I want to take a brief break from my usual blogs about my store to talk about Mighty No. 9 now that I've had several weeks to take it all in. If this is something you'd be interested in reading about please click the link below. If not then we can't be friends......
Continue reading Mighty No. 53......%
Image shamelessly linked from Game FAQs.
Flying lizards, giant bugs, robots, and dragons as
enemies? Count me in! Wait, what's with the nails?
The mid-late 1980's, and early 1990's were a magical time. Forget Iran-Contra, forget Black Friday, forget the rampant materialism of the Baby Boomer generation, forget "yuppies", and forget the Gulf War. During that period of time, we had Teenage Mutant Ninja Turtles and Karate Kid, G.I. Joe and Transformers, Ghostbusters and Honey, I Shrunk the Kids!, and so much more. And we had video games. If you're reading this, you're likely either from my generation, and have fond memories of the 80's and early 90's, or you're experiencing them for the first time, something I often wish I could do, as I approach 40 years of age. For those in the latter camp, I envy you.
Continue reading Nail 'n Scale, 1992
As a fan of story based games, I have to say that I love a game that takes you on a ride. Catherine is the kind of game that you can sit back with, relax, and watch an incredibly compelling social dilemma unfold before the protagonist's eyes. Lately, I've been thinking about companies from Japan. So many people have been crying out about the doom and gloom of the market and how Japanese development has been lagging behind while the Western world advances. This couldn't be further from the truth, as Atlus is one of Japanese gaming's oldest surviving names, but fastest risers in the global market. Persona 3 got the name out, Persona 4 kicked the door open, and Catherine broke the door's frame. Persona 5 is currently one of the most anticipated Japanese developed games since Atlus presented its masterfully crafted initial trailer.
Catherine was released in Japan and North American in 2011, with Europe and Australia getting a release in early 2012. The plot revolves around infidelity and is one that many of us have likely heard about, if not experienced first hand. Vincent, the games protagonist, gets caught up with a blonde-haired, blue-eyed young beauty named Catherine one night after all of his friends leave him alone at the bar. From here, the player chooses whether he wants to court her for the long run or remain faithful to his girlfriend, Katherine. The girls represent the ideologies of "Law" and "Chaos." Law is doing the right thing no matter how much it might hurt; Katherine is a structured being in complete charge of her life and represents Law. On the other hand, Catherine is more of a loose cannon that Vincent can't seem to get rid of no matter what decisions you make; she represents Chaos. Which one of these ladies will you choose, or will you choose the single life?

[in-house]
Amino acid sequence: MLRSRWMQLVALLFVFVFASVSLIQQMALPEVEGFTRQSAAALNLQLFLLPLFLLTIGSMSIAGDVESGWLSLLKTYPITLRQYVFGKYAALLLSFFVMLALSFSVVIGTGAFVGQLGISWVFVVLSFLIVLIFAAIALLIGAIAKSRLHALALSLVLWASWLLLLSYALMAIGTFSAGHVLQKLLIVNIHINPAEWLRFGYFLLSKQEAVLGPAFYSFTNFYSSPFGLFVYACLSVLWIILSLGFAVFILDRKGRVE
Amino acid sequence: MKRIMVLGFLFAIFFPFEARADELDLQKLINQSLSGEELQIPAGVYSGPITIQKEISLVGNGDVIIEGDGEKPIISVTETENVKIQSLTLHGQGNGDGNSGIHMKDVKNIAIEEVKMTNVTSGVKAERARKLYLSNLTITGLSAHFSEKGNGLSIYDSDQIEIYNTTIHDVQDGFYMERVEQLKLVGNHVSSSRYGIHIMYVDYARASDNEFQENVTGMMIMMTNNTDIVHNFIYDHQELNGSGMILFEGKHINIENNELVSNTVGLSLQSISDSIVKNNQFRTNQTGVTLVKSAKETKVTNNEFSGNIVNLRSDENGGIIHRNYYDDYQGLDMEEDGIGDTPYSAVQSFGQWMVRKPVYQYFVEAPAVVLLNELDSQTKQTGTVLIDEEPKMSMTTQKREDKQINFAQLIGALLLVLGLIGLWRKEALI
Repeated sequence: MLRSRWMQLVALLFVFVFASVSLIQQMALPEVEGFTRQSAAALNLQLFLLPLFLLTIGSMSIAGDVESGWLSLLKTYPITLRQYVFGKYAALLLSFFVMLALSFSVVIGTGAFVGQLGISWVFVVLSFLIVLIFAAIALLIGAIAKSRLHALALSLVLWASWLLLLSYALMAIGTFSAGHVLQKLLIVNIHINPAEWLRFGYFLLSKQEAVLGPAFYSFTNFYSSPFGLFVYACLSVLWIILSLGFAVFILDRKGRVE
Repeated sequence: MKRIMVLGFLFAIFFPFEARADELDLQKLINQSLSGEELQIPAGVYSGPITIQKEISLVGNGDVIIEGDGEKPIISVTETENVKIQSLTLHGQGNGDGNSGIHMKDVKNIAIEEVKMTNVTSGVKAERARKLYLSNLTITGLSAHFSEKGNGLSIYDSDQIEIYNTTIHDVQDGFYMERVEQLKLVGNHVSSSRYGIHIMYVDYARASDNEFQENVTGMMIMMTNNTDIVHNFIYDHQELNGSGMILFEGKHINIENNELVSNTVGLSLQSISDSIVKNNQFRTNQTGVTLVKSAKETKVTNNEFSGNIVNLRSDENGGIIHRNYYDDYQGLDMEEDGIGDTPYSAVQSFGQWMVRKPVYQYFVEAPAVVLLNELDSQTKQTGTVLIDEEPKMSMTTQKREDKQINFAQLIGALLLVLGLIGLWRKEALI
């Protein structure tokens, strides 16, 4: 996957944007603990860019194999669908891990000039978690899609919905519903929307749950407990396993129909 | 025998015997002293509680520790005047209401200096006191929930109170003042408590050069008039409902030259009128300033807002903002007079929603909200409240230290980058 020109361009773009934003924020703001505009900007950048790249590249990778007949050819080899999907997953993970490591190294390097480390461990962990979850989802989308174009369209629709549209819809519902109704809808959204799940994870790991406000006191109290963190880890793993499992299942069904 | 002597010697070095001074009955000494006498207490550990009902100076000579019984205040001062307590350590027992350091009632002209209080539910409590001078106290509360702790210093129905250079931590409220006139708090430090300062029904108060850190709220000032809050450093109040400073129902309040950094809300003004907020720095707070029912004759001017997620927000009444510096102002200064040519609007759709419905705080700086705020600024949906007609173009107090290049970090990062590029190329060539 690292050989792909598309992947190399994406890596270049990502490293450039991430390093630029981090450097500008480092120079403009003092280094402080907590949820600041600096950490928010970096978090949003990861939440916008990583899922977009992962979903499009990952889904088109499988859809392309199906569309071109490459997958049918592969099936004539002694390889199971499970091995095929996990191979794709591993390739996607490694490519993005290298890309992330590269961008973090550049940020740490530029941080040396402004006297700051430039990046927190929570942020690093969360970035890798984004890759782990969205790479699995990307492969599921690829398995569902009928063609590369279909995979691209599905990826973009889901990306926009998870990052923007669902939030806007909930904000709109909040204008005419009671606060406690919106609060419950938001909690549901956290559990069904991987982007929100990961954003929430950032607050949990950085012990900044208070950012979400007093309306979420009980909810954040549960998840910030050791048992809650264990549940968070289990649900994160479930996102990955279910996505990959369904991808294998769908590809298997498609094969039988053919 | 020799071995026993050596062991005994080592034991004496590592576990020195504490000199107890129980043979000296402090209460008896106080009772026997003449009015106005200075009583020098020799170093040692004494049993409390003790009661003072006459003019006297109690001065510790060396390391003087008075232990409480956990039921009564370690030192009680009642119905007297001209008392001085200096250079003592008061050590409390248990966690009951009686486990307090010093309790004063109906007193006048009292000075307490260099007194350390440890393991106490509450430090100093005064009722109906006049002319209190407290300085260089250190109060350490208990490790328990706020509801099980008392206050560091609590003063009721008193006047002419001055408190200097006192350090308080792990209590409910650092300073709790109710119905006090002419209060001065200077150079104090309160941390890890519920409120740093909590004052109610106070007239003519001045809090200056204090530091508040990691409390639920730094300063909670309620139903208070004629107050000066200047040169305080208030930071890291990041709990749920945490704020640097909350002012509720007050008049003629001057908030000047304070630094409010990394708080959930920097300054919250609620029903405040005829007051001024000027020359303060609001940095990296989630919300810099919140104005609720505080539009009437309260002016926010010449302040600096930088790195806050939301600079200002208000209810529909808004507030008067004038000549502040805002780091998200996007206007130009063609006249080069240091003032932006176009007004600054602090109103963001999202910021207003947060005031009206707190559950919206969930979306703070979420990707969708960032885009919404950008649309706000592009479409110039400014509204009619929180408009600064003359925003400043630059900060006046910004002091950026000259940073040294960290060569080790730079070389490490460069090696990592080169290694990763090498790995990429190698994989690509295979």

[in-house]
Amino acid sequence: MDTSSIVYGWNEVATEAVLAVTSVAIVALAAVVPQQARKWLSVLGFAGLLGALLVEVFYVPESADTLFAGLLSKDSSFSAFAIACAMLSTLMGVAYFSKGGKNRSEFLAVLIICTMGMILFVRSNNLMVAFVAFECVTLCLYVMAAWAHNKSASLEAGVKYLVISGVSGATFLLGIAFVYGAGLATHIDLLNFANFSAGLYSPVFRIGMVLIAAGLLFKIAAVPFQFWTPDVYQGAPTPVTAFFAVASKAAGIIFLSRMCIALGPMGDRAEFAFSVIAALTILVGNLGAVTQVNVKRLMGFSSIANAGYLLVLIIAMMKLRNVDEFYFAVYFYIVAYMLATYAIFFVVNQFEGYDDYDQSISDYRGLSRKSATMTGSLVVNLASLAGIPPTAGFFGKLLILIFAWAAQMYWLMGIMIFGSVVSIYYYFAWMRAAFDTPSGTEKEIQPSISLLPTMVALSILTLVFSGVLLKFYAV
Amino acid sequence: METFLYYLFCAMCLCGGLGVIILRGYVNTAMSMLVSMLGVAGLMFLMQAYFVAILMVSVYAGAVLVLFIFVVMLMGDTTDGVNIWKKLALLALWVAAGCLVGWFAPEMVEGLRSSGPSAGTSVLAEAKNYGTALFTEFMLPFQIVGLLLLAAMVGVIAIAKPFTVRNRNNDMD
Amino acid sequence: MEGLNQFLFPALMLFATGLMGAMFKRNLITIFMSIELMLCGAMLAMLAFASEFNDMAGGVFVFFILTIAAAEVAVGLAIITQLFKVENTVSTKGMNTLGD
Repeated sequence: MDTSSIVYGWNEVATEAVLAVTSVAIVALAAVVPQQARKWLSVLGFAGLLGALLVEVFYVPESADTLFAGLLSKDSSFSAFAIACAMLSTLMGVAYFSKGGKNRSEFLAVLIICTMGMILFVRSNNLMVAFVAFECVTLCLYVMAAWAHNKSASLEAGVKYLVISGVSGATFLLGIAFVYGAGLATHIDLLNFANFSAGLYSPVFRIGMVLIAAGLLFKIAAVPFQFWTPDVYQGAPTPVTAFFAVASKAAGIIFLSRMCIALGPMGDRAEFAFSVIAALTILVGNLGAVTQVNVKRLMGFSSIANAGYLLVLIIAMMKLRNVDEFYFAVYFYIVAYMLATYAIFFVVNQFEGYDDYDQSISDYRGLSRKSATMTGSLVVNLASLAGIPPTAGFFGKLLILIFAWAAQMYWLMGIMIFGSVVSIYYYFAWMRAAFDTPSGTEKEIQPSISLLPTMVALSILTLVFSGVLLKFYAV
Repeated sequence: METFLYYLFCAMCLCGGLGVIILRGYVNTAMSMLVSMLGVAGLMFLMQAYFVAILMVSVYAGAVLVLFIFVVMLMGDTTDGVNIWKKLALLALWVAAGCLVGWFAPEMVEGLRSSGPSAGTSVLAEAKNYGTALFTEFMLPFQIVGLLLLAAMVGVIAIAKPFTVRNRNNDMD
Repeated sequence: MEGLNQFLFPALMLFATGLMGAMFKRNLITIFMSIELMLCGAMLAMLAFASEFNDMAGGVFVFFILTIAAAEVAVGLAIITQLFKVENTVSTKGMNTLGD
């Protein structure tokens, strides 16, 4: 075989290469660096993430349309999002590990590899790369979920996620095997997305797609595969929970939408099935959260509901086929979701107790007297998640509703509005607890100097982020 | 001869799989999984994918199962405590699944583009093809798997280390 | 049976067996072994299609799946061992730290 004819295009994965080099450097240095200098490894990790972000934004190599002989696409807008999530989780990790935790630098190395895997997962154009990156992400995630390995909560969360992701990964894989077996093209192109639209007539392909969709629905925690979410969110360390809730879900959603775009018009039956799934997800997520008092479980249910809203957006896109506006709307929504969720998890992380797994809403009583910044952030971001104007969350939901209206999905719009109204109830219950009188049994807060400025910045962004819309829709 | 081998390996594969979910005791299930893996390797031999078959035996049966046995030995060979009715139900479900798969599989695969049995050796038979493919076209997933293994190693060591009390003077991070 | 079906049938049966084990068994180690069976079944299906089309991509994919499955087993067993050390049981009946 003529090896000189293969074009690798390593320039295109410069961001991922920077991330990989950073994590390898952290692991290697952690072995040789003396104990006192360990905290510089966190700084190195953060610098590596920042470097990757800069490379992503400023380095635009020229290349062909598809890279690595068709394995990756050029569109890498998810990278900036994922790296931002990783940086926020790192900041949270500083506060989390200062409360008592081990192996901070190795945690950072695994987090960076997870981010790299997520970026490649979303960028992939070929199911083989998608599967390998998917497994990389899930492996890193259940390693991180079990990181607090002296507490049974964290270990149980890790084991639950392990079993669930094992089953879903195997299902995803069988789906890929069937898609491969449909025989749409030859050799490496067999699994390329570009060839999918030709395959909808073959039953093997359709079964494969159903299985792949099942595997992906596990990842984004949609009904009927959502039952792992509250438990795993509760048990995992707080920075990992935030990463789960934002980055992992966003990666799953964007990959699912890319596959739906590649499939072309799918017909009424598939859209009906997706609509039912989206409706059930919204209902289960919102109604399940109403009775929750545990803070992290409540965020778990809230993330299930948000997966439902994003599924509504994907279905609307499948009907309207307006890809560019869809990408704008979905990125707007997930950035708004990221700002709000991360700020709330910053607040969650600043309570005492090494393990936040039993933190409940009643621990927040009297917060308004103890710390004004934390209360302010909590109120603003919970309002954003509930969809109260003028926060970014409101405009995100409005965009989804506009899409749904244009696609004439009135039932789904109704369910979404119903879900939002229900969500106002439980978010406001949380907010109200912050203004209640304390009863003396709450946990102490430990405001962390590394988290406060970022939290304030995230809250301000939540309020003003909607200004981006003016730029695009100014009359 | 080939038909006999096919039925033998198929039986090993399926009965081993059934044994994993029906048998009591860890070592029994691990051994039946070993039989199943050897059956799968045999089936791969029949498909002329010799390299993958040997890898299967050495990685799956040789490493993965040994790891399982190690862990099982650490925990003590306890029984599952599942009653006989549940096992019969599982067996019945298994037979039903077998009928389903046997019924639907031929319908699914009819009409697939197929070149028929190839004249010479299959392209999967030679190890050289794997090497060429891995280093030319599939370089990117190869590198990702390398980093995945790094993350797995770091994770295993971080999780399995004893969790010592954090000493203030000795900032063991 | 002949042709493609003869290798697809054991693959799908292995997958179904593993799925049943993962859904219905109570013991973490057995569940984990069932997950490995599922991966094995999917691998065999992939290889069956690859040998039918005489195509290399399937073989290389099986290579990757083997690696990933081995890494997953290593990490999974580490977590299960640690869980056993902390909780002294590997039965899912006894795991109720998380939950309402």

Continue reading Psychotic Reviews: Catherine
Heading back to the trusty ole' NES again for this one!
Would it surprise you if I said this game for the NES was a platformer/shooter with a space theme? No you say. It does seem to be a common style of game on the system (see previous Blogs such as Xexyz or Journey to Silius). I assume that why this title often gets overlooked.
What people are missing out on by not playing this game is something pretty neat though. Wait for it................................upside down platforming. It might sound a little hokey at first, but its actually a ton of fun. At any time during the game you can switch from a gravity obeying mech warrior to an upside down robot with a gun.
Each stage has some form of rooftop so that you can always bounce back and forth as desired. Sometimes this is to collect powerups, other times for tactical strategy and others yet for the sheer enjoyment of it.
Most of the levels are designed pretty straightforward, but stages 4 and 6 really stand out to me. In level 4 you play the whole area, including boss, trapped in a box. The box moves around the screen at (mostly) stationary enemies. Some you can kill and some you cannot. This makes for some very interesting platforming even though your stuck in a box.
Level 6 gets even better yet. The level scrolls downward constantly while you trek to the right of the screen. I have a hard time describing how cool it is so I found a video to help me out.
To get to the stage 6 part just skip ahead to about 2:30:
Metal Storm probably gets lumped in with a lot of other games because of the style and theme which I think is unfair. It actually translates the Sci-Fi setting into a really cool and playable game play mechanic. Definitely check it out if you havenít yet. It can be a little harder to track down than some other NES games, but if you can find it for under $15 you've got yourself a solid deal.